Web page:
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“BP” Plus. Buy it for Anti-Knock. 1930s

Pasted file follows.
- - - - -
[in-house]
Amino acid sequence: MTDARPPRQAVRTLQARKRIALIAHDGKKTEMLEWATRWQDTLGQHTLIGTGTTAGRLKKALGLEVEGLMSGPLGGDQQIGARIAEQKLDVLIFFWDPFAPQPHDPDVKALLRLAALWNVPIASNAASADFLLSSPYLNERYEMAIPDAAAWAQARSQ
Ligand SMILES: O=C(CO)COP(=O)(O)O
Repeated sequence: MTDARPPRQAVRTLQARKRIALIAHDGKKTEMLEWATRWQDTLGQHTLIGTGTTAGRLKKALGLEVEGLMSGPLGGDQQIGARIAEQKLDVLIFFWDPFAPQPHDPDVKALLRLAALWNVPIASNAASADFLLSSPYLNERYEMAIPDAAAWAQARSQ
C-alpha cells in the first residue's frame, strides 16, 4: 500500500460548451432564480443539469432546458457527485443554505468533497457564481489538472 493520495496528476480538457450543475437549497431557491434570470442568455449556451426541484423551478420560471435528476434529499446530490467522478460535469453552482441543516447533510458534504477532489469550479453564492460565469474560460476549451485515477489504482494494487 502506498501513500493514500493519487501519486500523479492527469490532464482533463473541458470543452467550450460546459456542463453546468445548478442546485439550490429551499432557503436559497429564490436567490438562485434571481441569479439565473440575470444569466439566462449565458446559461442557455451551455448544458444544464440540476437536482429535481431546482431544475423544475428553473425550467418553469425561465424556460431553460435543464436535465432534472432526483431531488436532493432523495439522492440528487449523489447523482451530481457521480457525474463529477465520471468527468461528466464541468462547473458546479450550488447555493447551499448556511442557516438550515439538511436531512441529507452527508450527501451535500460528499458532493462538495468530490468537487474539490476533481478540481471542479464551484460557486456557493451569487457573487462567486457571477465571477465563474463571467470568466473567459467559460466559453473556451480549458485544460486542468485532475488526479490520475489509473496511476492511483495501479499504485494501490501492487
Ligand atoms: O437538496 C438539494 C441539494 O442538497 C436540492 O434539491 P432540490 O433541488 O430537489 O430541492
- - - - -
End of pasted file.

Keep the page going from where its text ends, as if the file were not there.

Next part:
Edward McKnight Kauffer began his professional life as a painter, but became one of Britain’s best known inter-war designers. He embraced commercial design not just as a way of making money but as an important art form in its own right. Contemporaries praised him as a ‘good translator’, adept at using modern art to address a popular audience. Born into poverty in the Midwest of America, in his late teens Kauffer was given the opportunity to study in Europe. He eventually settled in England and began designing posters as a way of supporting his family. Success meant that this activity was soon the chief focus of his attention. By the early 1920s Kauffer’s graphic art was so well known that it was later used in Brideshead Revisited as an emblem of the period. His greatest works were produced after the late 1920s, when he developed a bold, machine-like style. In 1940 the war forced Kauffer to leave for New York, where he continued to work up to his death in 1954.